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Apprehension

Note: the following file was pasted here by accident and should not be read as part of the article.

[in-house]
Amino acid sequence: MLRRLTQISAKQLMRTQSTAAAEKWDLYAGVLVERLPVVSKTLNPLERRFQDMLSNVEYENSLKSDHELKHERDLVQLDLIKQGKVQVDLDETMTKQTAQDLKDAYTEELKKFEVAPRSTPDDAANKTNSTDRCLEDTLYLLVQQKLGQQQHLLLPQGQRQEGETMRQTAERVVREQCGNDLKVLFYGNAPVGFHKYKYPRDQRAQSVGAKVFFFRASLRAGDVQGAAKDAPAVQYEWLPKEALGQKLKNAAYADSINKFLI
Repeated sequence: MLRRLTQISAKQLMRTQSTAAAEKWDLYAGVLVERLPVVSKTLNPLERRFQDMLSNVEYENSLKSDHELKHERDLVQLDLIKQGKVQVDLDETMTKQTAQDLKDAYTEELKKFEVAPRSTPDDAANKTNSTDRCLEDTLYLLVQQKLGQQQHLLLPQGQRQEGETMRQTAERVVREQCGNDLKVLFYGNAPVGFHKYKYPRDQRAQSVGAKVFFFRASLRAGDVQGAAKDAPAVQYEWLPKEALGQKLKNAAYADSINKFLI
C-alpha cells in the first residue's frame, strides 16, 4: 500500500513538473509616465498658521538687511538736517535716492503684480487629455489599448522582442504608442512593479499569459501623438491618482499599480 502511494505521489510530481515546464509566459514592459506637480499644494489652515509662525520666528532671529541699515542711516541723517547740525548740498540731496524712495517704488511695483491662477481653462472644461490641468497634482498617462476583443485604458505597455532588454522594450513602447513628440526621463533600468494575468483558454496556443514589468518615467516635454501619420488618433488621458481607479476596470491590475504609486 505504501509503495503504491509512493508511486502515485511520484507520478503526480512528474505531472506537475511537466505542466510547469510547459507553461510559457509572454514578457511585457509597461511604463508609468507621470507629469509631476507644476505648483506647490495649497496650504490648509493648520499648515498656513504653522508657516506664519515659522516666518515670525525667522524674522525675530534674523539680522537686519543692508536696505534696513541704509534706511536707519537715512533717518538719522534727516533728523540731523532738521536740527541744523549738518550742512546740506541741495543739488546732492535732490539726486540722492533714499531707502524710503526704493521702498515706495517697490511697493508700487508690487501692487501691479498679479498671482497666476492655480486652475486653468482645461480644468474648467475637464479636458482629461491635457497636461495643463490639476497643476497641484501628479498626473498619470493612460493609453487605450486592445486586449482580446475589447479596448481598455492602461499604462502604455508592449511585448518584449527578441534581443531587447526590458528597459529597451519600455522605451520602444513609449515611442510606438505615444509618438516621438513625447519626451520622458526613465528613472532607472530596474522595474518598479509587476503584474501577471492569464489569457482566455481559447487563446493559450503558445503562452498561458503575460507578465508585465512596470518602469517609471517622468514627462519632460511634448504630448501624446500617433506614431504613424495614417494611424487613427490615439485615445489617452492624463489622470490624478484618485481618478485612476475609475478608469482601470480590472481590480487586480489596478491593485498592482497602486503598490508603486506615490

1162. Alcoholic Liquors The  personal  possession  of  any  alcoholic liquors   aboard   any   ship   is   prohibited.   The transportation  aboard  ship  of  alcoholic  liquors for  personal  use  ashore  is  authorized  subject to   the   discretion   of,   and   under   regulations established  by,  the  commanding  officer. UNIFORM  CODE  OF MILITARY  JUSTICE Until 1951 the various branches of our armed forces  operated  under  different  military  codes. The  Army  and  Air  Force  were  guided  in  the administration  of  discipline  and  in  legal  processes by  the  Army’s  Articles  of  War.  The  Navy  was guided by the  Articles  for  the  Government  of  the Navy  (“Rocks  and  Shoals”);  and  the  Coast Guard,  by  the  Disciplinary  Laws  of  the  Coast Guard. Not surprisingly, then, an act considered an offense in the eyes of the Navy may not have been judged so by the Army. Even if an act was a  breach  of  discipline  in  all  branches  of  the  armed forces,  the  type  of  trial  and  severity  of  punish- ment  awarded  varied. A  standardized  code  of  military  justice  was recognized as a logical and necessary unification measure.  Therefore,  then  Secretary  of  Defense, James Forrestal, appointed an interservice com- mittee to study the measure. After an intensive study, the committee drafted what is now known as the Uniform Code of Military Justice (UCMJ). The  UCMJ  was  passed  by  Congress  on  5  May 1950,   signed   into   law   by   the   President,   and became  effective  31  May  1951. The  Manual   for   Courts-Martial,   United States,  1951  (MCM)   consolidated  and  stan- dardized   varying   military   legal   procedures. Effective  31  May  1951,  the  same  date  as  the original UCMJ, it became the new touchstone of military  justice.  Case  decisions  of  the  Court  of Military  Appeals  and  changes  in  courts-martial procedures have made necessary several changes to the original manual. The current edition is the Manual  for  Courts-Martial  1984. ARTICLES  TO  BE  EXPLAINED Congress  and  the  Navy  have  taken  steps  to ensure  you  will  know  the  disciplinary  laws  and regulations  most  likely  to  affect  your  daily  life. Article  137  of  the  UCMJ  states  that  certain articles of the Code must be explained carefully to  every  enlisted  person  at  certain  intervals.  They must be explained at the time the person enters on active duty, after 6 months of active duty, and when the person reenlists. In general, these articles concern  the  following  topics: Article 2 3 7-14 15 25 27 31 37 38 55 77-134 137 138 139 Subject Persons  subject  to  the  Code Right   to   try   certain   persons   even though they have been separated from service Apprehension  and  restraint Nonjudicial    punishment    (captain’s mast) Membership  of  courts-martial Appointment   of   counsel   to   courts- martial Compulsory   self-incrimination   pro- hibited Unlawful  influence  on  the  court Duties  of  counsel Certain  punishments  prohibited Punitive articles Articles  that  must  be  explained Complaints  of  wrongs Payment for injury or loss of property Navy Regulations  supplements article 137 of the UCMJ  by  requiring  each  command  to  post the text of those articles in the preceding list in a  conspicuous  place.  Navy Regs  also  requires  each command to include these and other appropriate articles  of  Navy  Regulations  in  the  command’s training  and  education  program.  Copies  of  the complete UCMJ (140 articles), Navy Regulations, and  other  general  orders  are  available  to  any person  desiring  to  read  them. EXCERPTS  FROM  THE  UCMJ The purpose of this section is not to make you an  expert  on  the  Uniform   Code   of   Military 6-6

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